GWR 4575 Class 2-6-2T (No 5552)
Among other locomotives, the Bodmin heritage railway also owns and operates No 5552, a steam locomotive from the GWR 4575 Class 2-6-2T. These were produced by the Great Western Railway (GWR) between 1927 and 1929, and while resembling greatly to the early 20th century GWR 4500 Class, they featured slopping rather than flat topped tanks. The locos were used for a number of tasks and jobs all over the GWR network in South West England including Bodmin.
About No 5552
No 5552 that is owned by the Bodmin & Wenford Railway was manufactured in 1928 by the Swindon Works, at the time one of the leading railway factories not only in Britain but in the world. The loco entered service in the same year and over the following three decades, operated all over Cornwall and Devon. After 33 years of service, first to the Great Western Railway and since its nationalisation in 1948 to the British Railways, No 5552 was withdrawn.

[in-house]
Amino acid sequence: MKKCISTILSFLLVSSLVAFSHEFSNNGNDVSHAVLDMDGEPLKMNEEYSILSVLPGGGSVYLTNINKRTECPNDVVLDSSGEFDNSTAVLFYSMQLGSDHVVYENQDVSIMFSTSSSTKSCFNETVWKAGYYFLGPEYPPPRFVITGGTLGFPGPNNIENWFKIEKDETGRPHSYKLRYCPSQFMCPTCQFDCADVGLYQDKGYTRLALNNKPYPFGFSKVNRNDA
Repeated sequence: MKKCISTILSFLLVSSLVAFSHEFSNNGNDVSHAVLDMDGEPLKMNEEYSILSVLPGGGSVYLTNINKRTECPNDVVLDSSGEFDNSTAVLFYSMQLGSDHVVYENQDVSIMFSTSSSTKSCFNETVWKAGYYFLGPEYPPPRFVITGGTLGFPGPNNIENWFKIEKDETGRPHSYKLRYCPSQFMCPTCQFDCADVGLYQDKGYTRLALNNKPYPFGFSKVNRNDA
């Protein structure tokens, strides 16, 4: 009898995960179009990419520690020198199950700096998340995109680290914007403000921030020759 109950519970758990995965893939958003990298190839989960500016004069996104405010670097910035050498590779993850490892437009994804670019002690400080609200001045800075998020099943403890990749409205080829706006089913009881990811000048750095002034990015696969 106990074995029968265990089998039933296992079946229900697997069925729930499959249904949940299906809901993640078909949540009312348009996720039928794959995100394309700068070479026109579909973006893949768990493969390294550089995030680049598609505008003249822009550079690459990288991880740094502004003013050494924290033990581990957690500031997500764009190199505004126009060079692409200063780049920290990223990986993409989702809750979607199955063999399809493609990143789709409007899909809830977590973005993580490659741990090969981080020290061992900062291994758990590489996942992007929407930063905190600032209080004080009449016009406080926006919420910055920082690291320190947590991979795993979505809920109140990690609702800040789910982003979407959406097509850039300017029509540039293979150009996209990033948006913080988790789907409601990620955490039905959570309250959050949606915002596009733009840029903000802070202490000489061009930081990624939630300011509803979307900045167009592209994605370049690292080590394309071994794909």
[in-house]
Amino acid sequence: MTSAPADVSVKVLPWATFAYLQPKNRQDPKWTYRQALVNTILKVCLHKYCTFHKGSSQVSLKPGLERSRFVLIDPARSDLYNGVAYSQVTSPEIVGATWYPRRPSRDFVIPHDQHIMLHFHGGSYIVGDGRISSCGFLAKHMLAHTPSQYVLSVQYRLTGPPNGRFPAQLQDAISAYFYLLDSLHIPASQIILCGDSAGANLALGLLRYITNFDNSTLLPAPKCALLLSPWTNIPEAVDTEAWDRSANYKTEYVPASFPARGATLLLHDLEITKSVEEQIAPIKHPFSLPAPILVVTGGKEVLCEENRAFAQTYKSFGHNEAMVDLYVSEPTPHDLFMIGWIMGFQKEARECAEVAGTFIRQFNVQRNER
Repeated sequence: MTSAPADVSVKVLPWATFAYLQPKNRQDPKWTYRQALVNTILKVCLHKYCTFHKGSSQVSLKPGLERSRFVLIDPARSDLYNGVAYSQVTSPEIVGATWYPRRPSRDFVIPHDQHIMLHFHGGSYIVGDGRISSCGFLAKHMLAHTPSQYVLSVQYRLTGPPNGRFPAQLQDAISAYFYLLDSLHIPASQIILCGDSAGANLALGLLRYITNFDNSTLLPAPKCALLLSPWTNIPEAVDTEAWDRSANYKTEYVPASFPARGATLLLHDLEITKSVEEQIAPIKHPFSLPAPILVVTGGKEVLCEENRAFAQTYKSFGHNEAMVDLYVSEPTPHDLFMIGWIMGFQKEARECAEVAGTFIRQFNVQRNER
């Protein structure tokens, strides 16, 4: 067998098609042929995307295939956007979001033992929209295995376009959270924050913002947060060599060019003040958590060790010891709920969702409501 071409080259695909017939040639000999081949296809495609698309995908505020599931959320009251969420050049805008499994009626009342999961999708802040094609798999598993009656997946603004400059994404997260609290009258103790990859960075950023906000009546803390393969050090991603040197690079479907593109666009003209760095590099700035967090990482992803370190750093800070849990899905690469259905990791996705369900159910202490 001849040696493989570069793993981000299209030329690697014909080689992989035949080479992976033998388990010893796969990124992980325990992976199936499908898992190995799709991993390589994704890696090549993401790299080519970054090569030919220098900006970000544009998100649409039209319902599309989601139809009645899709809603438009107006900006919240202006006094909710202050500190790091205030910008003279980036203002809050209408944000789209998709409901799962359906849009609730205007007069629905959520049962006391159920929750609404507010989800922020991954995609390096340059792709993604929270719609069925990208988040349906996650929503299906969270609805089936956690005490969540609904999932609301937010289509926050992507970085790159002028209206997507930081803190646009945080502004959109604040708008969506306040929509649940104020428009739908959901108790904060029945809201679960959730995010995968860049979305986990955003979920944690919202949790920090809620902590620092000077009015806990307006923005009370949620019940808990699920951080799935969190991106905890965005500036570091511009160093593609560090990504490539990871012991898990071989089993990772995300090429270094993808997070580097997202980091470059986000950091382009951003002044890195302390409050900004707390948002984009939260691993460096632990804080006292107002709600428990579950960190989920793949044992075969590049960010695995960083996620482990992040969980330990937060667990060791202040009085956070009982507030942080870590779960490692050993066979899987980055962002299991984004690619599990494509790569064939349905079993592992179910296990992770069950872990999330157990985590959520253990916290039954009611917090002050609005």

Like many other GWR locos, No 5552 too ended up at the Barry scrapyard. 25 years later, however, it was rescued from the scrapyard and sent to Bodmin where it was thoroughly restored. Restoration works were finally completed in 2003 and in the same year, the locomotive re-entered service, this time on the historic Bodmin & Wenford Railway. Since 2012, No 5552 is undergoing overhaul which is scheduled to be completed in 2016.
About George Jackson Churchward (1857-1933), Designer of the GWR 475 Class 2-6-2T
As mentioned earlier, the Bodmin’s No 5552 is a steam locomotive from the GWR 4575 Class 2-6-2T. The latter was designed by George Jackson Churchward (1857-1933) who served as the GWR’s Chief Mechanical Engineer between 1902 and 1922. In addition to designing the mentioned class of locomotives, Churchward was also responsible for the design of other cutting-edge and pioneering locos such as the 2- and 4-cylinder 4-6-0s. During the first two decades of the 20th century, these were the No 1 express passenger class of steam locos in the UK. Churchward retired in the early 1920s but his designs continued to have a major influence on the British locomotive industry until the end of the ‘Steam Era’. Elements of Churchward’s design can thus be also observed in locos that were built decades after his death.